The meter isn't even tuned in. Now let's do this properly. Now, hold the cans lightly, in your hands, or comfortably. Now squeeze them. Squeeze them with a jerk, see? You get this jerk? Now, I'm even going to exaggerate this now. All right. We're going to exaggerate this now. Didn't see the squeeze at all, did you? What am I doing? I'm sure squeezing the cans! And you don't see that needle move at all, do you? There's a zero move to it. And look, your sensitivity knob is set up there almost at 2.0. I'll do that again. There we go. I made it do a reverse squeeze. How do you like that, huh.
All right, now let's set this thing up so that it makes some sense, shall we? All right. Now we're going to set the cans relaxedly in my lap. Well, if you're going to do that! Somebody has a passion for - you want me' to do the first one again? Did everybody see that? All right. Here we go now.
See? Unmoving needle. Got that? All right. Now I'm going to put the - now, tune it down below set; this side of set. All right. Now we're going to put the cans comfortably in my lap. I'm going to sit here relaxedly. See? I don't know what it's doing.
Female voice: We have here pong, pong, pong.
Which is my normal drop. Get that? In other words, when the cans are held relaxedly in the lap - you know, you just hold them, you know, relaxedly and then simply squeeze them with the hand itself, not clear on up to the shoulder! That's the way you test a third-of-a-dial drop, see.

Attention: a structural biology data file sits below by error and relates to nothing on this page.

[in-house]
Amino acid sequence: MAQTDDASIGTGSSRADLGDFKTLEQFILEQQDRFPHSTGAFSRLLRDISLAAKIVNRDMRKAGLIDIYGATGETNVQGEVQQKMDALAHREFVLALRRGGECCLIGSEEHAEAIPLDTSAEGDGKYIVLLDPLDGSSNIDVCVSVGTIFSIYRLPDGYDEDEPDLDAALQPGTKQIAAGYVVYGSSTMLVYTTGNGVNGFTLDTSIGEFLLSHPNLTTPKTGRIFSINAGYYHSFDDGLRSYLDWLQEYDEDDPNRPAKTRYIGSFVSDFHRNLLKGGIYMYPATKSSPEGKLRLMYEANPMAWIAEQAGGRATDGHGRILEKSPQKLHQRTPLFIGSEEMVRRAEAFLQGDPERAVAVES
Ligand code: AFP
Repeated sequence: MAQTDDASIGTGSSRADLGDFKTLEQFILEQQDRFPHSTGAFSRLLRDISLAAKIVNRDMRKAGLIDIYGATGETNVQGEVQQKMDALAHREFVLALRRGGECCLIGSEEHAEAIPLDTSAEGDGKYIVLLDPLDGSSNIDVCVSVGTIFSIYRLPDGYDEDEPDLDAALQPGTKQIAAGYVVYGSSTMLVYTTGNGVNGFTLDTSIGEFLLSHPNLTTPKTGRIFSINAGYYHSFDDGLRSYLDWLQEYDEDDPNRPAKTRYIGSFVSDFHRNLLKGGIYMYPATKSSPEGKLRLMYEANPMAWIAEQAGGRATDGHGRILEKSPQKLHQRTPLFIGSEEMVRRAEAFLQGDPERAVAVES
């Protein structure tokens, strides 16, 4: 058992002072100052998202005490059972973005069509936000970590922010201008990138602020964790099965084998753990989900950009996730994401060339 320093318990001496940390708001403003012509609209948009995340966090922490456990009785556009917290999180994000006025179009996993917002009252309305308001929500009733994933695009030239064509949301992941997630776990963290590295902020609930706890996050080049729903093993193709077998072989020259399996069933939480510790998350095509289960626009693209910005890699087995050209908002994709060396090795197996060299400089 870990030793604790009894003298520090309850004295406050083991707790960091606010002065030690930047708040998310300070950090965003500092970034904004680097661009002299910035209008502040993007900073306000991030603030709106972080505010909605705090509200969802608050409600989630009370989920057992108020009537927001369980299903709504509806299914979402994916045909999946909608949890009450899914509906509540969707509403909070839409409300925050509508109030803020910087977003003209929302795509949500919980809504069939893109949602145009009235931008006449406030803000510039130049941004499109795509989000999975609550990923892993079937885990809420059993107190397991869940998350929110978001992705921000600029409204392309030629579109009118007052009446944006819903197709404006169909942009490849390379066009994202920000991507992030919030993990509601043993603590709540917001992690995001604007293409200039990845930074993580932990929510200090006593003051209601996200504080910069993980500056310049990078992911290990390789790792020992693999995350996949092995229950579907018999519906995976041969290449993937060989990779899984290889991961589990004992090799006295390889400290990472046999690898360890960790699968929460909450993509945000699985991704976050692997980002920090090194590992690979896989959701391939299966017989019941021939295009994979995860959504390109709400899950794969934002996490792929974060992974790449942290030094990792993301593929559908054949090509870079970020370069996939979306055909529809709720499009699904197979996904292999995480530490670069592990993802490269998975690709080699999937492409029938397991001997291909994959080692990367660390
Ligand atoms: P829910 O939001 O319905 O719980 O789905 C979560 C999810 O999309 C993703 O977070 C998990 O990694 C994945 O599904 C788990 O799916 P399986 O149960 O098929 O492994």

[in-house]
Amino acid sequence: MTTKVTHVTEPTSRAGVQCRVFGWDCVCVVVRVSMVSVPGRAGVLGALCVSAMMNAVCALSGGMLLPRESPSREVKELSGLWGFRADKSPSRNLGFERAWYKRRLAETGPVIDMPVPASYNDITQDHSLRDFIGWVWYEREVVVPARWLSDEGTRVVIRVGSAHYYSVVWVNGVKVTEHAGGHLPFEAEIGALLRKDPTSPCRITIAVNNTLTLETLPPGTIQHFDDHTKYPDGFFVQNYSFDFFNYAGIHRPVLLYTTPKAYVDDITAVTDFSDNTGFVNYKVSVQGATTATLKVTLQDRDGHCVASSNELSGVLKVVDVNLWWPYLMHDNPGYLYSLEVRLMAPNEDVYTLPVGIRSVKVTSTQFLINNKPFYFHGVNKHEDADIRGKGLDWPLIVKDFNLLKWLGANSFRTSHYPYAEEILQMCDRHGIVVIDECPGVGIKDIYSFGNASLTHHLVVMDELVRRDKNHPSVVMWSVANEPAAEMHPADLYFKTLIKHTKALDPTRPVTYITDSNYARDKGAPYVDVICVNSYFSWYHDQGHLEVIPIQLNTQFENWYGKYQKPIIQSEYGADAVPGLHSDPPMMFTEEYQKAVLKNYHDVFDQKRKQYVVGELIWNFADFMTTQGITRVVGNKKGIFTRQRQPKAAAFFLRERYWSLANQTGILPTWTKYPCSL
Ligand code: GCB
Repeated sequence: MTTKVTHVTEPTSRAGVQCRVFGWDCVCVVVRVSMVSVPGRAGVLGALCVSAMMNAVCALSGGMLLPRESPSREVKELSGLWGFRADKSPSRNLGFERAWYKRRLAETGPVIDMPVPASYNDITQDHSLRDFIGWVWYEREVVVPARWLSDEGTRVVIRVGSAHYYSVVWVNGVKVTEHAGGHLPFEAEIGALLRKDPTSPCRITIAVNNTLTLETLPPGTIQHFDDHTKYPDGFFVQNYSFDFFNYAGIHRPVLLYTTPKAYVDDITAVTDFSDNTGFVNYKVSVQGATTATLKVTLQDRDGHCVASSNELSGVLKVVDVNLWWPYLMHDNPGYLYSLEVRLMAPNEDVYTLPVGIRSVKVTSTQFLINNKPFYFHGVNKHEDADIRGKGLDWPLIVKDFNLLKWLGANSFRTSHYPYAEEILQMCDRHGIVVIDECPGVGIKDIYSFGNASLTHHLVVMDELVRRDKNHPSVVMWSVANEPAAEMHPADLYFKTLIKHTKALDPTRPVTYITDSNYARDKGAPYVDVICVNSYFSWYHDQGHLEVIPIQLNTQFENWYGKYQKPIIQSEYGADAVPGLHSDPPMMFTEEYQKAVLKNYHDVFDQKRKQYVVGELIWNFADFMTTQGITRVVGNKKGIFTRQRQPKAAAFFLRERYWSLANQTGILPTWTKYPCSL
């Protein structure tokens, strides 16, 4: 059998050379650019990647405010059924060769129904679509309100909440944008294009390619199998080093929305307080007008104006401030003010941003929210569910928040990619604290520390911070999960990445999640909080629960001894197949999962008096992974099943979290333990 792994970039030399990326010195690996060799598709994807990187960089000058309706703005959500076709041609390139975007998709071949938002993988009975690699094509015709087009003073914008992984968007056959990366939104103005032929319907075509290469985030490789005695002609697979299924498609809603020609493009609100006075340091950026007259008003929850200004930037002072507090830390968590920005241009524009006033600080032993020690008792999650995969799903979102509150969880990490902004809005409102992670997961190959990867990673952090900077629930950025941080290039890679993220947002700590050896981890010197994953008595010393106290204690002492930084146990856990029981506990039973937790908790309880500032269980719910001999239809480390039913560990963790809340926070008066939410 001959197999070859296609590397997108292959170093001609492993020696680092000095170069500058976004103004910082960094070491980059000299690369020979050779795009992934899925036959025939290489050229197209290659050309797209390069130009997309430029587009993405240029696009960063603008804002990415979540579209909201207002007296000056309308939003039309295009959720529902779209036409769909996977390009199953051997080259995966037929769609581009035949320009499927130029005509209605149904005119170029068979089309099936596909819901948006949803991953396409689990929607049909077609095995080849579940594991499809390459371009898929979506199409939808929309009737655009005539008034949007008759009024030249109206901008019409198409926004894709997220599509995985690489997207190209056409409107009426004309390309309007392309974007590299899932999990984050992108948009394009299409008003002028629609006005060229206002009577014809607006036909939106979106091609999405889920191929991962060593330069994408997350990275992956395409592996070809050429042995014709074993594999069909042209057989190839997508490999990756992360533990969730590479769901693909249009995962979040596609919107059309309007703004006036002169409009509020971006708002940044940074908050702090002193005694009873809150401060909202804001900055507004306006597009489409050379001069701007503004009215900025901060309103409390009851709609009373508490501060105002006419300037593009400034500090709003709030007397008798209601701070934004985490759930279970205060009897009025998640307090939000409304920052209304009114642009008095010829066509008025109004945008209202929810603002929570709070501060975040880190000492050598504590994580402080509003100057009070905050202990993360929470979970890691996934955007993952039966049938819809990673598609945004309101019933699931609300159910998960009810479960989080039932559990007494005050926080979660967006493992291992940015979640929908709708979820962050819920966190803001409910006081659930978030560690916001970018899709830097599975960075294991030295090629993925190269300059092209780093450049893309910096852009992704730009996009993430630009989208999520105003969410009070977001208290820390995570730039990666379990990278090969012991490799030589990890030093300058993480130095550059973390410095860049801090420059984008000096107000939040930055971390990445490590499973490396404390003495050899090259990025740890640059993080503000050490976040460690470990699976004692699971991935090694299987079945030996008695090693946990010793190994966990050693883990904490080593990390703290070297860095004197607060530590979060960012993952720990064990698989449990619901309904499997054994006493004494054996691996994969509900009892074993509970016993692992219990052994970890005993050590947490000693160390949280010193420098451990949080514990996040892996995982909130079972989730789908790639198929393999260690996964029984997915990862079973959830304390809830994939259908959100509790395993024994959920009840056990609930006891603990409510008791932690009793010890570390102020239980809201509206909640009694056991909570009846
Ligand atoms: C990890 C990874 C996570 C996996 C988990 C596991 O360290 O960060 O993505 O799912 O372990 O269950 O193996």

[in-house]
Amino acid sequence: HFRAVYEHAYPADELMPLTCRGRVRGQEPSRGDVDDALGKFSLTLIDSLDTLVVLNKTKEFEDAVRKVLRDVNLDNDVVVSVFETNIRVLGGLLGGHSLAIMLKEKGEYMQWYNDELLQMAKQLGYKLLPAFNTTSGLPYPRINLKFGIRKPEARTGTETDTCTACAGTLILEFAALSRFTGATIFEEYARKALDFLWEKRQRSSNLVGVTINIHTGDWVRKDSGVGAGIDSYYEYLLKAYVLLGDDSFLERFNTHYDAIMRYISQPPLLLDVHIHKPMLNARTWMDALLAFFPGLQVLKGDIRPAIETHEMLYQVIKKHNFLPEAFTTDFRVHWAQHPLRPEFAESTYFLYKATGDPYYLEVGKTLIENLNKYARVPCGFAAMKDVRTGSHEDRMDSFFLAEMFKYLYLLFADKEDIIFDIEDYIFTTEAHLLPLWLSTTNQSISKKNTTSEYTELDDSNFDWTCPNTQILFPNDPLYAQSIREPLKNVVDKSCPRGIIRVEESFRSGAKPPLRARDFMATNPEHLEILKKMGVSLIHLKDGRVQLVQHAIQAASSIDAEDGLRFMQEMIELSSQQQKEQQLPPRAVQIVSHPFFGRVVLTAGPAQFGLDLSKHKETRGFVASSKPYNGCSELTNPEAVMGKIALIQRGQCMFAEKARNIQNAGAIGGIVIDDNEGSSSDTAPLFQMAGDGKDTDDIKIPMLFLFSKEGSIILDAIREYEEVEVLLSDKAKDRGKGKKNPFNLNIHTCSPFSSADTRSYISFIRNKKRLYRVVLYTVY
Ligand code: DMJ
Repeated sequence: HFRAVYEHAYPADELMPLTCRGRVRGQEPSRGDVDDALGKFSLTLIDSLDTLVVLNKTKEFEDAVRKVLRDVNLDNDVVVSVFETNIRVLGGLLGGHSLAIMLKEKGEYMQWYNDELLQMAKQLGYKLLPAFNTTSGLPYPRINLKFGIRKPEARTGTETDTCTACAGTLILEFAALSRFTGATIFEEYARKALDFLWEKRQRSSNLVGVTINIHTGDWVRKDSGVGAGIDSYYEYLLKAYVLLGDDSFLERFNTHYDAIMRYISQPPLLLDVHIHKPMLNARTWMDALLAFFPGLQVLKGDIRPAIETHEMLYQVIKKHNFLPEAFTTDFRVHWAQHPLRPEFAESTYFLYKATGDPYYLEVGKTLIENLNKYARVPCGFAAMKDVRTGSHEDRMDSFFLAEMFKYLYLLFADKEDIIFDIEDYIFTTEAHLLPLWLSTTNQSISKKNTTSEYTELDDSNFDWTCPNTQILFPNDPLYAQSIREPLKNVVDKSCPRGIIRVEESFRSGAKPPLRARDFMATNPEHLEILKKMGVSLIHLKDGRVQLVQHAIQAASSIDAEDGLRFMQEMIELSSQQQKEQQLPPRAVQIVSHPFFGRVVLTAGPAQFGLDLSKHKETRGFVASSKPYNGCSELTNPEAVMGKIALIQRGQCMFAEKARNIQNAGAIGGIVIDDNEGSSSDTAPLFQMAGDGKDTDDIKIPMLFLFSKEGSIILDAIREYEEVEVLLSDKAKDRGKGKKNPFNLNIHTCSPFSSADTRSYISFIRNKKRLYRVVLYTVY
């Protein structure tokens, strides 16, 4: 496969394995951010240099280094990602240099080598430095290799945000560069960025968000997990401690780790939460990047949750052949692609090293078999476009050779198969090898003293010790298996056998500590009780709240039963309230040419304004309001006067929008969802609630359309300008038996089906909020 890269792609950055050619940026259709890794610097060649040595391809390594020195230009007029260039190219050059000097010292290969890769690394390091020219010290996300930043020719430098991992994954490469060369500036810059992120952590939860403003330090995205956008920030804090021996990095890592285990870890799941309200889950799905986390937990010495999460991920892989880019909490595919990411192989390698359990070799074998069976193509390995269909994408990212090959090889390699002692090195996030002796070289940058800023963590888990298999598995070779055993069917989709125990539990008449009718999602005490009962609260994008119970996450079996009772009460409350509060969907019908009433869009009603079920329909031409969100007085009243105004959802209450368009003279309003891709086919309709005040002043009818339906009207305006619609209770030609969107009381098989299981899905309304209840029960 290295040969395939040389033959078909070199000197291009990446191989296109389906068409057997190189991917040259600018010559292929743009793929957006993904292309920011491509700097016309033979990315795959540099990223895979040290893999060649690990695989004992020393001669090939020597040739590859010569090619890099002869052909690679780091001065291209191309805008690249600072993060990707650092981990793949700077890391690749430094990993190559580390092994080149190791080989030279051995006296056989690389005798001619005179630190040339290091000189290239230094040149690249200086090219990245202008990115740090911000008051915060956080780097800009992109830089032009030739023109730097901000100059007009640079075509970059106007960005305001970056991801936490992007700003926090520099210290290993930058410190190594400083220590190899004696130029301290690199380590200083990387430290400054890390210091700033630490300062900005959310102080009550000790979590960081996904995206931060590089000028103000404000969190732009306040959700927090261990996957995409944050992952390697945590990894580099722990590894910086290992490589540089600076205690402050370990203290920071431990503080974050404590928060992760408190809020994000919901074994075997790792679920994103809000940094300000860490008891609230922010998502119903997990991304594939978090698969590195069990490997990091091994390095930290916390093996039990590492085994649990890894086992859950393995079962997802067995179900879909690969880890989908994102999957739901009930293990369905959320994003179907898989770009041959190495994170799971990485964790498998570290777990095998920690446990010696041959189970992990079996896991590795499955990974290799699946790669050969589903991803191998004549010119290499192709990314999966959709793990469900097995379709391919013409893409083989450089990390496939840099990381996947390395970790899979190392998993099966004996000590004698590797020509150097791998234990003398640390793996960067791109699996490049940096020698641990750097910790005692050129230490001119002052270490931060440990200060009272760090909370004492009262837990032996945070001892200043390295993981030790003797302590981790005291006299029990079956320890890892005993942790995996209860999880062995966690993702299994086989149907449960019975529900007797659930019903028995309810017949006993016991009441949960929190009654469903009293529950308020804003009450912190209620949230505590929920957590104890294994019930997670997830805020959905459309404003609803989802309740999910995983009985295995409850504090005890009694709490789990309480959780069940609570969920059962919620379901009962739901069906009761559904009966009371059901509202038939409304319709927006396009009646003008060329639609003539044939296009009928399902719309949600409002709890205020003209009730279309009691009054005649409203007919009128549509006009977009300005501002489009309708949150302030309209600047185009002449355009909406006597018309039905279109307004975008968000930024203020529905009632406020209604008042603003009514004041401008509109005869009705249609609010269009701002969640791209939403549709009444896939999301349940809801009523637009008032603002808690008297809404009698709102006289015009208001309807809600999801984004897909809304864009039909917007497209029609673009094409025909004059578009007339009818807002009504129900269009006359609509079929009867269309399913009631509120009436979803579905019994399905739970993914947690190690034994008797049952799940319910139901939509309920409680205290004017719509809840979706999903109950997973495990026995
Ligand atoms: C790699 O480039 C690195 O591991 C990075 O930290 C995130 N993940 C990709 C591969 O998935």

But you actually - this other trick is to hold the cans, wrap your hands very hard around the cans, very carefully around the cans. You get the idea? Now increase the pressure enormously. Now, I'm holding them very hard right now, see. And then try to squeeze them right from the shoulder down.
And of course there's not a thing going to happen. You got it? Because you've already got the things utterly locked in as tight a squeeze as you're going to get. This thing is - all the squeeze end is already registering. You got that.
So there's no sense in making a diagnosis out of something that is going to be done randomly. It's - the proper thing-what we're talking about when we talk about a third-of-a-dial drop, then, has to have this additional data: that you put the hands relaxedly in the lap. Hold those electrodes relaxedly in the lap, and then squeeze the cans. You can even say, Gently now, squeeze the cans." And you will get your third-of-a-dial drop, see.